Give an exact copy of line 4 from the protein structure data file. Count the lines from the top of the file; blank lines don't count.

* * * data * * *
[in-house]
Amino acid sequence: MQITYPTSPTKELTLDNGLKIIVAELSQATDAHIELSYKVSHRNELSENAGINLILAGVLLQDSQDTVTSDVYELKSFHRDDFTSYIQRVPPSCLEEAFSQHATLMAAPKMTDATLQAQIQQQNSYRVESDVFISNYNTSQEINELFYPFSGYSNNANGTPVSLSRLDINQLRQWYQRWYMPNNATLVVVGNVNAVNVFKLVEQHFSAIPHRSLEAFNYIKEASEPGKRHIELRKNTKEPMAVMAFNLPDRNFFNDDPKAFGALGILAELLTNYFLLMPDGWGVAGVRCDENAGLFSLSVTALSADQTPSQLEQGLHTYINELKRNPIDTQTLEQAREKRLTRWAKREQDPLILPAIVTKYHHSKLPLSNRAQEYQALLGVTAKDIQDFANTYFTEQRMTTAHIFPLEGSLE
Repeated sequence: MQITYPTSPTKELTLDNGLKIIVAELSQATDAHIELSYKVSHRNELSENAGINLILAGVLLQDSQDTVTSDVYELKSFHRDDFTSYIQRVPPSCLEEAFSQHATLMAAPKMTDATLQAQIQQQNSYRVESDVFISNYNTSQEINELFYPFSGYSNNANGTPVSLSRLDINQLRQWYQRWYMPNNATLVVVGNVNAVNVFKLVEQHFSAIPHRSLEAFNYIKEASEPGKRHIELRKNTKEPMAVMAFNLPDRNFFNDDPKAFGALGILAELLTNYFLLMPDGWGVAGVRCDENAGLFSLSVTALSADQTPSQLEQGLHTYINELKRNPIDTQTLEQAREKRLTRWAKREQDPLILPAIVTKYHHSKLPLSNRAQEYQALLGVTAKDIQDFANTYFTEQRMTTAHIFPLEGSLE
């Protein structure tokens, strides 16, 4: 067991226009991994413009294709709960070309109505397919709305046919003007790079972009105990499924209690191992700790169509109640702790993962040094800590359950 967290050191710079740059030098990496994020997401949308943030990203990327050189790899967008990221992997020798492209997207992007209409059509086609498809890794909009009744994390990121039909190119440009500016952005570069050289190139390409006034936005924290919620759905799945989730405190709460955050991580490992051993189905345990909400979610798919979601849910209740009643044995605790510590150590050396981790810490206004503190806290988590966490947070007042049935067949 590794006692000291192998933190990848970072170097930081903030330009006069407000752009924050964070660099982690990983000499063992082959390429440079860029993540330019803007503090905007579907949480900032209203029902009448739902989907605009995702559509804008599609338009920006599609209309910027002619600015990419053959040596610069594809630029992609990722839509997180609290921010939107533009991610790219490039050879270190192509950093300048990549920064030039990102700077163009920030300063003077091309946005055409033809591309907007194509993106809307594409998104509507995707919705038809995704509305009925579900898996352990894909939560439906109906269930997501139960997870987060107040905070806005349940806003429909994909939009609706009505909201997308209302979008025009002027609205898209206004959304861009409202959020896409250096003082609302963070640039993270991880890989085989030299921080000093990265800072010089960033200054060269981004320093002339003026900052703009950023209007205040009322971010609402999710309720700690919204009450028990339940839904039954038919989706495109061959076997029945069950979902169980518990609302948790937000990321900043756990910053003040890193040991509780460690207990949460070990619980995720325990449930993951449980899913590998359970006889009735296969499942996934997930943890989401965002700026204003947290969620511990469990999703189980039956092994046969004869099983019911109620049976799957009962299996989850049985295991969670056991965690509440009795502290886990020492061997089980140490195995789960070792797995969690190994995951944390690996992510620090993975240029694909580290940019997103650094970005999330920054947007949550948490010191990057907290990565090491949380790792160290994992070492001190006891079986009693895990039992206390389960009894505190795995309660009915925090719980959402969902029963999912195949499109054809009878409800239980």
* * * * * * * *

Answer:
């Protein structure tokens, strides 16, 4: 067991226009991994413009294709709960070309109505397919709305046919003007790079972009105990499924209690191992700790169509109640702790993962040094800590359950 967290050191710079740059030098990496994020997401949308943030990203990327050189790899967008990221992997020798492209997207992007209409059509086609498809890794909009009744994390990121039909190119440009500016952005570069050289190139390409006034936005924290919620759905799945989730405190709460955050991580490992051993189905345990909400979610798919979601849910209740009643044995605790510590150590050396981790810490206004503190806290988590966490947070007042049935067949 590794006692000291192998933190990848970072170097930081903030330009006069407000752009924050964070660099982690990983000499063992082959390429440079860029993540330019803007503090905007579907949480900032209203029902009448739902989907605009995702559509804008599609338009920006599609209309910027002619600015990419053959040596610069594809630029992609990722839509997180609290921010939107533009991610790219490039050879270190192509950093300048990549920064030039990102700077163009920030300063003077091309946005055409033809591309907007194509993106809307594409998104509507995707919705038809995704509305009925579900898996352990894909939560439906109906269930997501139960997870987060107040905070806005349940806003429909994909939009609706009505909201997308209302979008025009002027609205898209206004959304861009409202959020896409250096003082609302963070640039993270991880890989085989030299921080000093990265800072010089960033200054060269981004320093002339003026900052703009950023209007205040009322971010609402999710309720700690919204009450028990339940839904039954038919989706495109061959076997029945069950979902169980518990609302948790937000990321900043756990910053003040890193040991509780460690207990949460070990619980995720325990449930993951449980899913590998359970006889009735296969499942996934997930943890989401965002700026204003947290969620511990469990999703189980039956092994046969004869099983019911109620049976799957009962299996989850049985295991969670056991965690509440009795502290886990020492061997089980140490195995789960070792797995969690190994995951944390690996992510620090993975240029694909580290940019997103650094970005999330920054947007949550948490010191990057907290990565090491949380790792160290994992070492001190006891079986009693895990039992206390389960009894505190795995309660009915925090719980959402969902029963999912195949499109054809009878409800239980």